“Accordingly, we hand you herewith the check of Sawelson Wholesale Co. in the amount of $8,100.00, said sum being part of the debt purportedly levied on by you on December 2, 1941. While said sum is paid to you under and pursuant to said levy, the payment thereof does not constitute an admission that said sum or any amount was on the date of your levy or subsequently owed by Sawelson Wholesale Co. to the H. E. Pogue Distillery Company, defendant in the above–entitled action.

“Benjamin & Kronick. By Robert I. Kronick, Attorneys for Sawelson Wholesale Co.” (Emphasis added.)

This letter clearly identifies the sum of $8,100 as a part of the purchase price or indebtedness owing for the carload of whiskey.

Moreover, appellant in his petition for a hearing on the question of title under the provisions of section 689 of the Code of Civil Procedure, alleged that under the writ of attachment the marshal levied on the interest of the defendant Pogue “in a carload of whiskey * * * and on an account payable of Sawelson Wholesale Co. * * * That thereafter, Sawelson Wholesale Co. paid to Frank L. Holt * * * marshal, the sum of $8,100.00, in answer to said Writ of Attachment.” (Emphasis added.) This constituted an admission by appellant that the sum of $8,100 was deposited as a part of the purchase price of the whiskey, which had been validly assigned to respondent prior to the levy.

Since the evidence establishes without conflict, as appellant concedes, that respondent had title to the account at that date of the levy, the trial court properly determined that respondent had title to the money in the custody of the marshal.

With respect to appellant's contention that the court committed prejudicial error in admitting over his objection the letter of Sawelson's attorney, Sawelson not being a party to the action on third party claim, this letter was written at the time the $8,100 was delivered by Sawelson to the marshal, and even though it was hearsay, was properly received under a universally recognized exception to the hearsay evidence rule.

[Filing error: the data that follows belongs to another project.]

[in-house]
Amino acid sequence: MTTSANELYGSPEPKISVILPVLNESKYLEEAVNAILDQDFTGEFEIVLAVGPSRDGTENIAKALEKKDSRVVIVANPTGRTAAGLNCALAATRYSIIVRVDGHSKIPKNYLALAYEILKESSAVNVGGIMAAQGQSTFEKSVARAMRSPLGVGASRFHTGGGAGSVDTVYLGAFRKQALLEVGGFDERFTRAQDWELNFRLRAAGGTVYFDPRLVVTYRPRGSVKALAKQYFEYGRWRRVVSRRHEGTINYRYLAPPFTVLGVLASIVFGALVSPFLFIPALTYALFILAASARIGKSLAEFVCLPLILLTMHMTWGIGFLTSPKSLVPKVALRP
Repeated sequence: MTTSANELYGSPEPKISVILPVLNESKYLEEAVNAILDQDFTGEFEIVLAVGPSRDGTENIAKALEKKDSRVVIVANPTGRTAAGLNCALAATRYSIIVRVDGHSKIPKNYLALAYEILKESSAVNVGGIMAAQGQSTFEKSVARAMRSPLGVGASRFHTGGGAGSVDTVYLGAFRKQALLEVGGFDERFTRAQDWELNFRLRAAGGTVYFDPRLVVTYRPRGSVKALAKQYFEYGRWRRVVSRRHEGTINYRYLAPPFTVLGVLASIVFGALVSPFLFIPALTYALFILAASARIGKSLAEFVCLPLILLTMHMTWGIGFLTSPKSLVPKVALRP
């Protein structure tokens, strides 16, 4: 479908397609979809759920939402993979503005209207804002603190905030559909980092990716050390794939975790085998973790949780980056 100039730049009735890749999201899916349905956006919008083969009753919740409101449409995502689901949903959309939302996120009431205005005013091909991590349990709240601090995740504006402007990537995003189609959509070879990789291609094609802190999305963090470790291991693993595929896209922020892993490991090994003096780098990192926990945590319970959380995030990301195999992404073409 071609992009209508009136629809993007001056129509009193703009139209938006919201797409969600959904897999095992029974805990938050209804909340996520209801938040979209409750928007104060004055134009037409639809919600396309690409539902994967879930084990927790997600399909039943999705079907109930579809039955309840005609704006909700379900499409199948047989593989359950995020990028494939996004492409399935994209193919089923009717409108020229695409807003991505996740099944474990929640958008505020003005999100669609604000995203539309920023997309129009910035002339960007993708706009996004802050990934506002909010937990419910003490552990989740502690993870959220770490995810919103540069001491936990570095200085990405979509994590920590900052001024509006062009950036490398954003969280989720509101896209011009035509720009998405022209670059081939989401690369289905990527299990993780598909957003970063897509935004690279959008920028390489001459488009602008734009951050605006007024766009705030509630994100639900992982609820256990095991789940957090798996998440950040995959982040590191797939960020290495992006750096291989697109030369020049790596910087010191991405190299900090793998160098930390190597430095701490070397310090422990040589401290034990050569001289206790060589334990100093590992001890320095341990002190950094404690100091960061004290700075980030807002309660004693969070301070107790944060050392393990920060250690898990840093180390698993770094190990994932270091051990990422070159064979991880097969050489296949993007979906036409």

As pointed out in Re Estate of Carson, 184 Cal. 437, 445, 194 P. 5, 9, 17 A.L.R. 239, “The rule is without exception so far as occurs to us at the moment, that whenever the intention, feeling, belief, or other mental state of a person at a particular time * * * is material to an issue under trial, evidence of such person's declarations at the time, indicative of his then mental state, are admissible in evidence. It is wholly immaterial whether such declarations were made in the presence of an adverse party to the litigation or not, or what the character of the litigation is. The sole tests are, Is the intention, belief, or other mental state of the declarant at the time material to the issues under trial, and does the declaration indicate what the declarant's intention, belief, or other mental state at the time was?”

The question here being whether by the deposit of $8,100 Sawelson intended to pay the sum to the marshal in answer to the writ of garnishment and as part of the account payable for the purchase price of the whiskey, under the foregoing exception to the hearsay rule, the letter showing his intention was clearly admissible.

The record shows substantial evidence supporting the findings and the judgment.

For the reasons stated, the judgment appealed from is affirmed.

YORK, Presiding Justice.

DORAN and WHITE, JJ., concurred.